Randy Woodson is getting the premium treatment to stay on as chancellor at N.C. State University.
Woodson, who was reportedly a front-runner for the University of Florida presidency recently, received a $63,000 raise Friday. His annual salary rose to $495,000 after a closed door vote by the UNC Board of Governors.
He will also receive a one-time retention payment of $112,630 in non-state funds by March 31, to be paid by N.C. State University. The source of those funds is yet to be determined, UNC system spokeswoman Joni Worthington said in an email.
Finally, the UNC system board authorized the university to create a retirement savings plan for annual contributions equal to 10 percent of his salary nearly $50,000 starting this year. The deferred compensation is contingent on the availability of non-state funds at NCSU and on Woodson remaining chancellor at NCSU through Dec. 31, 2015.
The University of Florida this week abruptly suspended its search when longtime president Bernie Machen agreed to postpone his retirement. The Chronicle of Higher Education reported that Woodson had been widely considered to be a front-runner among about 70 that were nominated.
Jobs all over
On Thursday, Woodson said there were a lot of universities looking for presidents and that he talks to people all the time. There are jobs all over this country, he said.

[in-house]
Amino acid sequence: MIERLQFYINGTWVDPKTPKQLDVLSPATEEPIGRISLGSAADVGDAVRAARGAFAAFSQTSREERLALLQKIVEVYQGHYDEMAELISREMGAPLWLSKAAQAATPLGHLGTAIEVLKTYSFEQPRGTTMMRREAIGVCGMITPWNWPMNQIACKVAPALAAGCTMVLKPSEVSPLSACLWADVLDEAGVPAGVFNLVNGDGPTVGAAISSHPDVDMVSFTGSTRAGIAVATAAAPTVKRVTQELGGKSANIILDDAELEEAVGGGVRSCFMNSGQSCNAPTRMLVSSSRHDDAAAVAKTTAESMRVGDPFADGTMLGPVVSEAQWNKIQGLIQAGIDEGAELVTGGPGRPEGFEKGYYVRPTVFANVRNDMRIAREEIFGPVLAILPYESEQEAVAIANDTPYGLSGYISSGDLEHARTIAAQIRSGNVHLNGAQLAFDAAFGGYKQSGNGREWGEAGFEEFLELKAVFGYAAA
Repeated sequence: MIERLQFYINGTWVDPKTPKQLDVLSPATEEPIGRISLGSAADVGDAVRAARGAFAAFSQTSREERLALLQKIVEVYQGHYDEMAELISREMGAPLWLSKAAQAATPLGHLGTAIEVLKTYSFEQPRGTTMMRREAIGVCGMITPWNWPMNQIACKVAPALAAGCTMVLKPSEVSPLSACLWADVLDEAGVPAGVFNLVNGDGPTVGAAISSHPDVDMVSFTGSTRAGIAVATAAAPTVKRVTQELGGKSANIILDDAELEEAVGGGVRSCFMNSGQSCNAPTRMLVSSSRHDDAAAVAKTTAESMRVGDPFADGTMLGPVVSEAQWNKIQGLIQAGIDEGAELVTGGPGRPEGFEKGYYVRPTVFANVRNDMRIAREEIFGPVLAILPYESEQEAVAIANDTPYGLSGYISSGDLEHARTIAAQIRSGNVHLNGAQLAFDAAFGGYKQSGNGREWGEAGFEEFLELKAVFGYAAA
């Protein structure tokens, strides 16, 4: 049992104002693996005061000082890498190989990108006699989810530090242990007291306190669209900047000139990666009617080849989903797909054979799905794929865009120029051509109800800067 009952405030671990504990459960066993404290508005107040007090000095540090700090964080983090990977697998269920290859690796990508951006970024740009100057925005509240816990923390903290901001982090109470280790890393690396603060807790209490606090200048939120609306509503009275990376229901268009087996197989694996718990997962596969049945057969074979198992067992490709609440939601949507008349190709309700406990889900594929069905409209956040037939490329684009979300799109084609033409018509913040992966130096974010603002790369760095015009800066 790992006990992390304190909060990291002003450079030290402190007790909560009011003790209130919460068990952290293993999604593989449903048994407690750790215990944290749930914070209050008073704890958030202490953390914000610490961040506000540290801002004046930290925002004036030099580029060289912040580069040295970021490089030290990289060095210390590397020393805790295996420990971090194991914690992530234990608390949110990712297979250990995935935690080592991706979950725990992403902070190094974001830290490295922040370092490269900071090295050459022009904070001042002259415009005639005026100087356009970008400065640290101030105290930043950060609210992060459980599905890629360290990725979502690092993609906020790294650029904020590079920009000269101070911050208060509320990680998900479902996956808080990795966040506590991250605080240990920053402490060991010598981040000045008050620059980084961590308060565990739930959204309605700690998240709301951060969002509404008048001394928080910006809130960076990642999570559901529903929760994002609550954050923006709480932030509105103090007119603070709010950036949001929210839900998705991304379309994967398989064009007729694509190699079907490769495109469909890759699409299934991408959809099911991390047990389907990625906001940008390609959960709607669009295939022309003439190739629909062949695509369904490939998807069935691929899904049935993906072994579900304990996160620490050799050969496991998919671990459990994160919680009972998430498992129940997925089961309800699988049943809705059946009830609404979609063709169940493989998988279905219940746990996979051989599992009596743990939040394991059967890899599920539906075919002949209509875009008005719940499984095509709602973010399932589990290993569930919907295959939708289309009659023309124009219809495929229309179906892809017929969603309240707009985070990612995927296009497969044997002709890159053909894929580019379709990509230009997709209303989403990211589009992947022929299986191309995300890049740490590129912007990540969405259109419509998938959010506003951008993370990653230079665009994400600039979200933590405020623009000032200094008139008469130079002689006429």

Woodson said he never applied for the Florida job and was not a candidate at least formally. He repeatedly said he was thrilled to be at N.C. State.
The information on Fridays action was not initially released. Just after the meeting, Board of Governors Chairman Peter Hans declined to talk about the compensation plan, saying it was a personnel matter.
The university later released the information at the request of The News & Observer.
Hans did say that competitive compensation was an important issue for UNC leaders.
Good chancellors pay for themselves, he said. The ones that arent as good cost a whole lot more. Weve got to be able to recruit and retain our best leaders.
In recent years, the UNC system has not allowed campuses to pay their chancellors supplements from private funds.
In the past, there had been concern that some campuses did not have the ability to raise money for bonuses and deferred compensation.
Across the nation, salary supplements have led to situations in which university presidents were beholden to alumni foundations and campus boosters.
Worthington said the package was put together to retain Woodson, who has been extraordinarily successful at NC State and has been pursued by other institutions.
She said the $495,000 salary was slightly above the established minimum of the salary range of peer universities nationally, which is $492,800 to $616,000.
The decision was made on the recommendation of President Tom Ross and a Board of Governors committee, Worthington said, with the strong endorsement of the NC State Board of Trustees.
Woodsons new salary makes him the highest paid chancellor of a public university in North Carolina.
The higher salary and privately funded supplements for Woodson are likely to set off a push for similar raises and benefits for other chancellors. UNC-Chapel Hill leaders, now searching for a successor to Holden Thorp, will undoubtedly argue for a comparable compensation package. Thorp, who is leaving at the end of the academic year, makes $432,600.
Woodsons raise pushes his pay closer to that of Ross, whose salary is $525,000.
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